ethics

Angela Johnston

This story originally aired on December 9, 2014.

At the Livermore Veteran’s Hospital, there are a few animals residents can see: wild turkeys that run around the grounds, rattlesnakes that hide out in the dry grass, and therapy dogs that make weekly visits. But there’s one animal in particular that Bryce Lee is always happy to see: a baby harp seal.

Under CC license from Flickr user David Goehring.

I killed my first deer in the backwoods of Wisconsin when I was 13 years old. This was the first time I really understood the existential price of eating meat: death. I continued hunting through my childhood, and still do. But when I moved to the Bay Area a year ago, I discovered that culturally, many people here are not okay with killing animals.

California Department of Corrections and Rehabilitation

Lawyers have an ethics code. Journalists have an ethics code. Architects do, too.

According to Ethical Standard 1.4 of the American Institute of Architects (AIA):  "Members should uphold human rights in all their professional endeavors."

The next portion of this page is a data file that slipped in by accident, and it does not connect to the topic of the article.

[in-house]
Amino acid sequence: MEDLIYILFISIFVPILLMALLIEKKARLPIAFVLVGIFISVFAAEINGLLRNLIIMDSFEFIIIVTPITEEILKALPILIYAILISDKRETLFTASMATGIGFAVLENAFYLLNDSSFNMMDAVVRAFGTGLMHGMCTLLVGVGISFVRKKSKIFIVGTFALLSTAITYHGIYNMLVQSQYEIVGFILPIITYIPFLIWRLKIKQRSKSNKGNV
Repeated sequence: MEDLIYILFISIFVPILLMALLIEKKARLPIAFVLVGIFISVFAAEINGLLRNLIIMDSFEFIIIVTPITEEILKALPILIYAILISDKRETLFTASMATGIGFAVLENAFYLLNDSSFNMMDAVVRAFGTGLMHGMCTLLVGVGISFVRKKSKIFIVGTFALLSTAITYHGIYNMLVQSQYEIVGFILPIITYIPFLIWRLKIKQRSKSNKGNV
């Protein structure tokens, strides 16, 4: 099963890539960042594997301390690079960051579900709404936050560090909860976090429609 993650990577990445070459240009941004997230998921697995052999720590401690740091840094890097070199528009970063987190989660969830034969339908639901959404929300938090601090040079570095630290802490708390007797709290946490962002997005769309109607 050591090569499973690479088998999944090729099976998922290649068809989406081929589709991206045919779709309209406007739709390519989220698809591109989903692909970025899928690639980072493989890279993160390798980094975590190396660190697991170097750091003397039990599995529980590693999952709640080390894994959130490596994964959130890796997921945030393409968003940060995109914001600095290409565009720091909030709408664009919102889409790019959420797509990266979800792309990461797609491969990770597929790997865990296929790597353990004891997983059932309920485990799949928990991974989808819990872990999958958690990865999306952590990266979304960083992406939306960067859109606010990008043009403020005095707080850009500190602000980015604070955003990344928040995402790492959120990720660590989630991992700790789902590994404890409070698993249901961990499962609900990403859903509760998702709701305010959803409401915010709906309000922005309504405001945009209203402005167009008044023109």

The Ethics of Captivity on Philosophy Talk

Aug 9, 2014

Whether it's people incarcerated in prisons, or animals confined in zoos, aquariums, laboratories, farms, and in our own homes, millions of upon millions of sentient creatures live in captivity. To be held captive, some might say, is to be denied basic rights of autonomy. But physical captivity, others might say, can have significant social benefits. So under what conditions could it be morally justified to hold a creature in captivity? Should we think of humans and animals differently? And in a civil society, is captivity a necessary harm, or should we work towards eradicating it?

The Ethics of WMDs on Philosophy Talk

Mar 27, 2014

The United States recently threatened military action against Syria in response to the Syrian government’s alleged use of chemical weapons. Similar threats have been made against states suspected of trying to develop nuclear arsenals such as North Korea and Iran. Yet the U.S., the U.K., France, Russia, and China have thousands of active nuclear weapons of their own. Is there a morally significant difference between nuclear or chemical weapons and conventional weapons? Should we work toward total disarmament, or do we need these weapons as a deterrent to rogue states?

Is it ethical to hire a resume writer? On July 1 at 11 am, Marty Nemko will debate his wife, Napa County Schools Superintendent Dr. Barbara Nemko on those questions.

And to ensure both sides of each question are covered fairly, in the middle of each debate, Marty and Barbara will switch sides.

They'll also invite you to call in with your work problem. They'll debate what they think is the right solution, in what they call a Three-Minute WorkOver.

What's your Communication Quotient? Marty will give Barbara (and you!) a Communication test he's cooked up.